“Hospital managers who want every patient to give written and full consent to operations must want women who come to the hospital for abortions to consent precisely to abortion; so these managers willy-nilly encourage the women’s immoral willing of abortion; indeed the manager’s immoral commitment of will may well be greater than that of women whose consent is given in a state of emotional upheaval and distress.”

      Indeed you are correct that he does not directly state that women are only materially participating, that is my interpretation of what he has provided. Earlier he distinguishes formal participation by explaining that it involves: “Anyone who commands, directs, advises, encourages, prescribes, approves, or actively defends doing something…’formal’ (intended) cooperation of those who (for whatever reason and with whatever enthusiasm or reluctance) will the successful doing of the immoral act.”

      Given how he defines matieral participation, as I discussed in my first post, then the implication is that if a woman is participating (i.e. if she chooses to be present and is not forced or coerced) then she can only be materially participating. Although it may seem that she could be capable of formal participation insofar as she attempts to will the success of the abortion Finnis mitigates this and, as far as I can tell, downgrades it to mere material participation given the woman’s emotional state.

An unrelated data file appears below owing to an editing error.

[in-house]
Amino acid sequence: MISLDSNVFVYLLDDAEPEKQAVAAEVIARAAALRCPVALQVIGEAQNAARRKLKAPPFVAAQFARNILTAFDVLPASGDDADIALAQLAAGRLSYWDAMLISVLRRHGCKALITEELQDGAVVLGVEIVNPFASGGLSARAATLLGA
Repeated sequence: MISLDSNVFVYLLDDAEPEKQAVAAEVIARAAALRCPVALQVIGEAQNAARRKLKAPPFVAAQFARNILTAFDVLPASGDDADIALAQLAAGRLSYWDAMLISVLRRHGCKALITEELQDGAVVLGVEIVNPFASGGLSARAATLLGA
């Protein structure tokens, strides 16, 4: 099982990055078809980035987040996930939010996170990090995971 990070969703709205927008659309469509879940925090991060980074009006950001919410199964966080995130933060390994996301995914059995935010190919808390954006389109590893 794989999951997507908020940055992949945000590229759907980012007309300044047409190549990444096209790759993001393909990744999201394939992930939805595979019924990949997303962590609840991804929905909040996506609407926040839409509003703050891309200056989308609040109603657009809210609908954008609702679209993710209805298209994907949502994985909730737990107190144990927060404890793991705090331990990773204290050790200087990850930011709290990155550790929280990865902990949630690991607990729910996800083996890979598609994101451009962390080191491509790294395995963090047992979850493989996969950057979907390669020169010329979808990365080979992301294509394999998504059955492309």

The key difference is that formal participation must be done for some reason and to bring about the immoral action. Material participation is not aimed at the completion of the immoral action, and it seems that an important factor in this is the lack of reason for the material participator. The nurse who is fair, accidentally ignorant of the procedure, and not scandalous is the paradigm case in the article since the nurse does not act from any investiture of reason in the outcome of the abortion. Likewise the woman, who is not behaving in a rational manner as Finnis clearly claims, must likewise be capable of only material participation.

  2. I found another one this evening, so this is probably going to be the standard response of the pro-life movement consolidating around Ted Cruz.

    Gary Bauer (Former FRC president and current pro-life activist) has also used the same rhetoric in a recent Washington Examiner article. He states: “No serious leader in the pro-life movement advocates punishing women if abortion is banned. The pro-life position has been absolutely clear: Every abortion negatively affects two people, both the mother and her child.”

    I leave it as an exercise for the reader to rewrite the statement with both a peccadillo and a morally heinous crime. See which one fits better.

    • Thank you for the linked article, Valerie.

      Your “beyond abortion” strategic plan is an excellent example of what I’m calling the practical pro-Life position.